The Roses Advertising Awards 2002

By The Drum, Administrator

May 14, 2002 | 5 min read

McCann-Erickson Manchester’s poster for Durex, just part of the integrated campaign which dominated on the night.

At your first glance of the Roses Advertising Awards league table it may appear that Scotland lost the War of the Roses. However, closer inspection will bear out that while the top awards of the night went to English advertising agencies Scottish agencies did bring a significant haul of awards back up the M6 to adorn their boardrooms – 15, to be exact.

The Roses Advertising Awards, now in its second year since the design and advertising aspects were split, aims to identify only the very best in creative advertising work produced by agencies based outside London. Therefore, in order to set an exacting standard, Gold Awards were only given out sparingly. This year’s judging panel felt it fully justified that a Gold Award should only be given to work that truly excelled and stood head and shoulders above the crowd. Likewise, a Silver Award was deemed to be the industry standard.

The judging took place in Liverpool’s Tate Modern over a chilly two-day judging session in mid-March.

The panel was chaired by Malcolm Moore Deakin’s creative partner, Guy Moore, and Peter Gausis of Abbot Mead Vickers, Lee Hanson of Mustoe Merriman Levy, Mark Cooper of Ogilvy and Mather, Ray Barratt of Barratt Cernis, Simon and Matthew Welch of Duckworth Finn Grubb Waters, Mike Redpath of interactive firm AKQA and Richard Draycott, editor of The Drum were all present – whether they were correct is for you to decide.

Before heaping praise, it may be pertinent to highlight the few categories which the judges felt were not well represented. Surprisingly, these included the Regional Press categories, the Recruitment category and the Charity category, traditionally strong areas for advertising agencies in Scotland and the North of England.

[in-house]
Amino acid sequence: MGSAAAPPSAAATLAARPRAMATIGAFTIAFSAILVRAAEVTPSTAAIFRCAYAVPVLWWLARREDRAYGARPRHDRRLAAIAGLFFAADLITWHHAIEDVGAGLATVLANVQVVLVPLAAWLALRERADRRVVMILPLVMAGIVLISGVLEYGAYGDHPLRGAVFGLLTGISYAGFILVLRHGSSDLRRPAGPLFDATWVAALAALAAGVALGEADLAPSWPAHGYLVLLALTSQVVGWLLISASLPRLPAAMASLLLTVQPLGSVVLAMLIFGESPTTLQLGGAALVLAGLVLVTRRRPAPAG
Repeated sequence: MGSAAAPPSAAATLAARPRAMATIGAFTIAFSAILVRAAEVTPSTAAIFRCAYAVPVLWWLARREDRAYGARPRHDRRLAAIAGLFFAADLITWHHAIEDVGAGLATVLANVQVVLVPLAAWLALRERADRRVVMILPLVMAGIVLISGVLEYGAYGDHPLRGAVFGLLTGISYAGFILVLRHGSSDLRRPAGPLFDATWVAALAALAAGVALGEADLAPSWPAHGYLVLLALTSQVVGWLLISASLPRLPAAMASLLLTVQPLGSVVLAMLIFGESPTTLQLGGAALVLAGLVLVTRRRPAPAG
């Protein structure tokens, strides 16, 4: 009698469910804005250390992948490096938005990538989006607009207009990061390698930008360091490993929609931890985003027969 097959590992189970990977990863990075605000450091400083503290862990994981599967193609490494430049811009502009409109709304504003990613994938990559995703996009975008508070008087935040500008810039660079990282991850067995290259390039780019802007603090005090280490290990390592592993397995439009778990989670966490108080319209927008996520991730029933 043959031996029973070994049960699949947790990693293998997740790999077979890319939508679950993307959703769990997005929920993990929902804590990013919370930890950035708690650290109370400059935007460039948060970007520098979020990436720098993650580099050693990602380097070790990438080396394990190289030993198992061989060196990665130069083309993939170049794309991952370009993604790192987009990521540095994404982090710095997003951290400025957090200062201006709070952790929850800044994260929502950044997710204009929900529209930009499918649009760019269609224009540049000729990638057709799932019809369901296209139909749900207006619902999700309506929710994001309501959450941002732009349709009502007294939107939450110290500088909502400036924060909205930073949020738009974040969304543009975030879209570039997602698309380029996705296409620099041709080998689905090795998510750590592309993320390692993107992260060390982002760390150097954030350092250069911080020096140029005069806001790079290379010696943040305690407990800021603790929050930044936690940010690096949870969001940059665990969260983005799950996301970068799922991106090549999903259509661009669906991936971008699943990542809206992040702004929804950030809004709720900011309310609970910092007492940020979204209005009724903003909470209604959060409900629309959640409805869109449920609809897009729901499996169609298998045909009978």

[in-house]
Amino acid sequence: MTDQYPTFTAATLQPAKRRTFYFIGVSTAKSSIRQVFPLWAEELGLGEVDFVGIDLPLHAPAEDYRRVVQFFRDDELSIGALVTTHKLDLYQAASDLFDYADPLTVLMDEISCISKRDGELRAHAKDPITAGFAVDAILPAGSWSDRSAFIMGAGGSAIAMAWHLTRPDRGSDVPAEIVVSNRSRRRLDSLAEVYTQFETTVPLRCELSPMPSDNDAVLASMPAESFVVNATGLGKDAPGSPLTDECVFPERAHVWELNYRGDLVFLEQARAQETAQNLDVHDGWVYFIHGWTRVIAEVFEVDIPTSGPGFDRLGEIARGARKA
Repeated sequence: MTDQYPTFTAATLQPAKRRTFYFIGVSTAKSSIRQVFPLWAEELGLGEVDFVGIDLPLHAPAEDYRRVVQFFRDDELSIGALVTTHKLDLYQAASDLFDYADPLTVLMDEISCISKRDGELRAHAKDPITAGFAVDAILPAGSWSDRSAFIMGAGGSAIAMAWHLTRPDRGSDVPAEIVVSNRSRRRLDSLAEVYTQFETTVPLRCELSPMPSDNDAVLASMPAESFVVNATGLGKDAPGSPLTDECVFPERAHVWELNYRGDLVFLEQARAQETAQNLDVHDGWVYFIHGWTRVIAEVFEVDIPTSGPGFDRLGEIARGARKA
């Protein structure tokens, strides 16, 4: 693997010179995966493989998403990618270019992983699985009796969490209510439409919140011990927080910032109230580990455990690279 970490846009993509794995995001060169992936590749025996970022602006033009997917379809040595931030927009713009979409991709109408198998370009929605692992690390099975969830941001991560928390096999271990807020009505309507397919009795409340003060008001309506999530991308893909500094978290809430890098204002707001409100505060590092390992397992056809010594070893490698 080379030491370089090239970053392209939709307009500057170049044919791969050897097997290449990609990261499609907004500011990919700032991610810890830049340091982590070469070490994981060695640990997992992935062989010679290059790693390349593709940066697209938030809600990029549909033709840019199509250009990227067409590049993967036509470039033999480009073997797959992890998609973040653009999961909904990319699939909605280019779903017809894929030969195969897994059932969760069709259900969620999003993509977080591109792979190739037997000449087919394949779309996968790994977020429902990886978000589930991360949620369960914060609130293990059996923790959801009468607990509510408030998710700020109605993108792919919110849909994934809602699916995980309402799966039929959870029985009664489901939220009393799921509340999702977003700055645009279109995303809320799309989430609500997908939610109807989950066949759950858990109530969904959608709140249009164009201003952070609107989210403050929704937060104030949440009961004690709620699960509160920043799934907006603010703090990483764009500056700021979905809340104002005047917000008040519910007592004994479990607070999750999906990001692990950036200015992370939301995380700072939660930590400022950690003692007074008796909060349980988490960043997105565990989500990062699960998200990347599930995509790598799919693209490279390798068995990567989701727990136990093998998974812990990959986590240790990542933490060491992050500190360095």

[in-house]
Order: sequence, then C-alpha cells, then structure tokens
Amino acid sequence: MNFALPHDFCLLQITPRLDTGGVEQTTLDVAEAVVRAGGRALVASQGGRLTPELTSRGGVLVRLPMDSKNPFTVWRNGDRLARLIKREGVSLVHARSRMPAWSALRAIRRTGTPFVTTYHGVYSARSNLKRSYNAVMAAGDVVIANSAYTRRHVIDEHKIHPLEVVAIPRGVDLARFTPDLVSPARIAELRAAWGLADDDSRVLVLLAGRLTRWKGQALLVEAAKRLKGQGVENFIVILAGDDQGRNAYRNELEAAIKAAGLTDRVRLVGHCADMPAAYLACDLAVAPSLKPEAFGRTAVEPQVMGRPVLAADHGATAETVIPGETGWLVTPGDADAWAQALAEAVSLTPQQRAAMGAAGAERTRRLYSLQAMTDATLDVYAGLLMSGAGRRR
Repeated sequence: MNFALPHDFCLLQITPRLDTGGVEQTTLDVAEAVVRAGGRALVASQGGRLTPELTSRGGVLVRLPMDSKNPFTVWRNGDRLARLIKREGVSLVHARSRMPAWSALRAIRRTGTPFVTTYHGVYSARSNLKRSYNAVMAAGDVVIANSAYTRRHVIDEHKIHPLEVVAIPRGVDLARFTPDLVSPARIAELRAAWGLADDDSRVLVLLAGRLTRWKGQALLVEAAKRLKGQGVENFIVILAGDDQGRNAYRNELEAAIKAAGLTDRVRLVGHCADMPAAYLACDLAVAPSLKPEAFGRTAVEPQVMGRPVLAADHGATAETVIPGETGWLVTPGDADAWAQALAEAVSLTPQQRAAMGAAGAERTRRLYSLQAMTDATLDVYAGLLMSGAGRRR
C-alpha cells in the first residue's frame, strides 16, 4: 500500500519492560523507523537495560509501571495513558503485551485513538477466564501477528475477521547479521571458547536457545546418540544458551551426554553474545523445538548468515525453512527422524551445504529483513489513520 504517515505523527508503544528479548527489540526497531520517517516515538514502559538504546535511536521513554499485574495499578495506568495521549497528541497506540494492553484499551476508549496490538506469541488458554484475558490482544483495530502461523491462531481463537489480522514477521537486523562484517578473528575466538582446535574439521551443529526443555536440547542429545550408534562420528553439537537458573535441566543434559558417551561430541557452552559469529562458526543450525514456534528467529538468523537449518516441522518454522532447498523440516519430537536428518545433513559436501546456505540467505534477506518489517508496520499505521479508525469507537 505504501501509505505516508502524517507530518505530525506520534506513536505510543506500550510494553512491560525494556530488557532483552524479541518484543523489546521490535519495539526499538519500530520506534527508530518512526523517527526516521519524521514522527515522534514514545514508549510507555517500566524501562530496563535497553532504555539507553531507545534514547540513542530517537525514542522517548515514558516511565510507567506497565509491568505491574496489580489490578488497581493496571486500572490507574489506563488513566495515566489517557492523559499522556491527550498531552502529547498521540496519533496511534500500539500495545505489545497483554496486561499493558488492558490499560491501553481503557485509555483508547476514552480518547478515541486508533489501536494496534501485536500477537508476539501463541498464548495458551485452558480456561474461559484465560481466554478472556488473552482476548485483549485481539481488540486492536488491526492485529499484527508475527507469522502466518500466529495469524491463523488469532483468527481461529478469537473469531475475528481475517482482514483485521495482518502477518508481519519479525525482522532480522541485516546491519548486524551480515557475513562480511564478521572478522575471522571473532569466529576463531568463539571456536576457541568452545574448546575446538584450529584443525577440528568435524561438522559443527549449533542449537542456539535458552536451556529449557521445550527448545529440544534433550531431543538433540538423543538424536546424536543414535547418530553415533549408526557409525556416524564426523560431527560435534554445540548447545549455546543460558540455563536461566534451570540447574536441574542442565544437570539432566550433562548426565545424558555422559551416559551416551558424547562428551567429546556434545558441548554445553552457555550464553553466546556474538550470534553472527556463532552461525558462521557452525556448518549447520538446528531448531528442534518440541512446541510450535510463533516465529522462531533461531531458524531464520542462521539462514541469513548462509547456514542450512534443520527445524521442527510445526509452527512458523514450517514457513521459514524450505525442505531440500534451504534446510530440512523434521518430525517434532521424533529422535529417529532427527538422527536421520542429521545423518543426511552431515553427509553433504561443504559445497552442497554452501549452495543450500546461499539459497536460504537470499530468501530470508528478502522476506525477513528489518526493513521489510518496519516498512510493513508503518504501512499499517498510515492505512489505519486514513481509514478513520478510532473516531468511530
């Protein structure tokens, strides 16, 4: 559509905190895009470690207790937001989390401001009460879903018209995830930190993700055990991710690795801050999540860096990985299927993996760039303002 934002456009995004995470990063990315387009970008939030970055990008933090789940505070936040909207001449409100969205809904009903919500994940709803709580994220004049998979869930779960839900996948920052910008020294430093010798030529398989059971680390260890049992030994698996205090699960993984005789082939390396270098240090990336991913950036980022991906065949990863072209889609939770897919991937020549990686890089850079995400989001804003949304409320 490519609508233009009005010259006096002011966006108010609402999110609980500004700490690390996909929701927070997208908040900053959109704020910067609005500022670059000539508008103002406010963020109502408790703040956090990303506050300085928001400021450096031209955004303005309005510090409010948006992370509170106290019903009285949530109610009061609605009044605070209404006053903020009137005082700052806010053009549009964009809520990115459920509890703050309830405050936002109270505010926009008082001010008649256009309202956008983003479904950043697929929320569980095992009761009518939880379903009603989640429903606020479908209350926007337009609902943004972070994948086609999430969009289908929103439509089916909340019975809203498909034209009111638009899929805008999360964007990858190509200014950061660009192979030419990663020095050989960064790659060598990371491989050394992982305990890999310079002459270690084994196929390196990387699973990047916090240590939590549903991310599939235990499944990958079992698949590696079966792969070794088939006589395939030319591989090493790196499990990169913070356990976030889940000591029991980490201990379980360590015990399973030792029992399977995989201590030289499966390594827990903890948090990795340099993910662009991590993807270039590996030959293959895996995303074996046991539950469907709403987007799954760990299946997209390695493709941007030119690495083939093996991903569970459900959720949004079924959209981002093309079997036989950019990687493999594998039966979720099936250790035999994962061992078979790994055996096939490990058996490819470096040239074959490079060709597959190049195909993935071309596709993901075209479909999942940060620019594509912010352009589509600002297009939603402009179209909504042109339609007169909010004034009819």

Moore said: “Thanks to a great, friendly, open-minded jury, the first couple of hours’ judging were not as painful as they could have been. Maybe it was just plain bad luck, but we struggled to find anything good to say about the first couple of categories of work. Maybe we were just being too harsh at the start of a marathon task trying to look for those elusive Golds.

“No award was given until the end of the final day when, with everything spread out before us, we could take an overview of what really jumped out as a Gold and therefore the rest seemed straightforward. I can say on behalf of all the judges that we felt that the craft of writing has somehow been put to one side to make way for visually led messages. To keep the standards high, five Golds were awarded, and well deserved they were too.”

The top Scottish winner on the night was The Union, which crammed a total of six awards into its suitcase for the journey back to Edinburgh.

Press work for clients such as Baxters and S1Homes caught the judges’ attention, a radio campaign for Fife Council certainly raised a few belly laughs on its way to picking up a Bronze Award and a B2B direct mailer for Stortext also scooped a Bronze Award. The agency also secured three nominations, again for Fife Council, Baxters and Analogue Books.

Faulds scooped four awards in total, a Silver Award in the Best Outdoor Poster category for its Scottish National Blood Service ad, which was heavily praised by the judges, and a Bronze for its Strong Man execution for Truck Trader. It also collected a second Silver for its ‘Need More’ radio ad, created by Tom Richards and Pete Armstrong, for the SNBS, and a Bronze for its ambient media ‘Pint’, again for SNBS.

Next up was The Leith Agency, which picked up two Silver Awards for its Carling ‘Crab Friday’ TV ad in both the Best Television Commercial Category and the Best Cinema Commercial or Campaign category.

Following The Leith Agency was Yellow M Edinburgh. The agency’s recruitment viral e-mail ad, which aimed to find a new creative team for the agency, not only tugged at the heartstrings of the judges, but also received praise for its simplicity and the innovative use of the viral e-mail medium to target the people they wanted to reach.

Tied on one Bronze Award were The Bridge and 1576. The Bridge picked up its Bronze Award for its TV ad for Scottish Rugby Union in the Best TV Commercial produced for less than £20,000. The agency also picked up nominations for its Bulleit Bourbon magazine ads and the SRU in the Best TV Commercial category. The agency also scored a nomination in that category for its HEBS ‘Reminder’ ad but, surprisingly, no award was given.

1576 picked up a Bronze Award for its ‘Stress Bin’ poster for VisitScotland, along with two nominations for its posters for ID Recruitment.

Last, but not least, The Big Issue in Scotland received a nomination for its Cinema ad ‘Stop the Homeless’, which was praised for its production and use of music.


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